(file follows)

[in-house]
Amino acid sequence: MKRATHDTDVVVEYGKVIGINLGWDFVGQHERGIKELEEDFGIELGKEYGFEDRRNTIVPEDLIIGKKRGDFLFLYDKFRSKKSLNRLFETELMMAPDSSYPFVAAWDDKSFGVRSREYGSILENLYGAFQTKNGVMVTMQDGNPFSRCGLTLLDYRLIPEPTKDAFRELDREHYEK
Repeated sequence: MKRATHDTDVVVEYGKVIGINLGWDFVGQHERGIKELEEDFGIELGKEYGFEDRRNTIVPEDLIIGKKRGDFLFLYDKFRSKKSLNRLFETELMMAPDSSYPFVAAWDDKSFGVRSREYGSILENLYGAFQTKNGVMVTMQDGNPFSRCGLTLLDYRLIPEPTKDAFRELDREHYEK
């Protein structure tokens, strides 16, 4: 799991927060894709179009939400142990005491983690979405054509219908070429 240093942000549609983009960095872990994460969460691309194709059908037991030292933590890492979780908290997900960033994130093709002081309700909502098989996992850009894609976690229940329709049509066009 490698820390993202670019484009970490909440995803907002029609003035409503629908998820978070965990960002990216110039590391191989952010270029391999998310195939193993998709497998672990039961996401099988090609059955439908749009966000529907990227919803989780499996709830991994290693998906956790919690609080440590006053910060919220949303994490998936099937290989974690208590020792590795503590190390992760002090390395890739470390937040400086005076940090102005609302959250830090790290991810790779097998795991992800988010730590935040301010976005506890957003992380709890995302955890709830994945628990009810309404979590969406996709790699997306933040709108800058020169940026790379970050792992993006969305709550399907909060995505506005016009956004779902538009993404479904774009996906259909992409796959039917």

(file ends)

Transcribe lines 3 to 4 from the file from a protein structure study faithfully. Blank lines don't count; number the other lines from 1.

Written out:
Repeated sequence: MKRATHDTDVVVEYGKVIGINLGWDFVGQHERGIKELEEDFGIELGKEYGFEDRRNTIVPEDLIIGKKRGDFLFLYDKFRSKKSLNRLFETELMMAPDSSYPFVAAWDDKSFGVRSREYGSILENLYGAFQTKNGVMVTMQDGNPFSRCGLTLLDYRLIPEPTKDAFRELDREHYEK
């Protein structure tokens, strides 16, 4: 799991927060894709179009939400142990005491983690979405054509219908070429 240093942000549609983009960095872990994460969460691309194709059908037991030292933590890492979780908290997900960033994130093709002081309700909502098989996992850009894609976690229940329709049509066009 490698820390993202670019484009970490909440995803907002029609003035409503629908998820978070965990960002990216110039590391191989952010270029391999998310195939193993998709497998672990039961996401099988090609059955439908749009966000529907990227919803989780499996709830991994290693998906956790919690609080440590006053910060919220949303994490998936099937290989974690208590020792590795503590190390992760002090390395890739470390937040400086005076940090102005609302959250830090790290991810790779097998795991992800988010730590935040301010976005506890957003992380709890995302955890709830994945628990009810309404979590969406996709790699997306933040709108800058020169940026790379970050792992993006969305709550399907909060995505506005016009956004779902538009993404479904774009996906259909992409796959039917």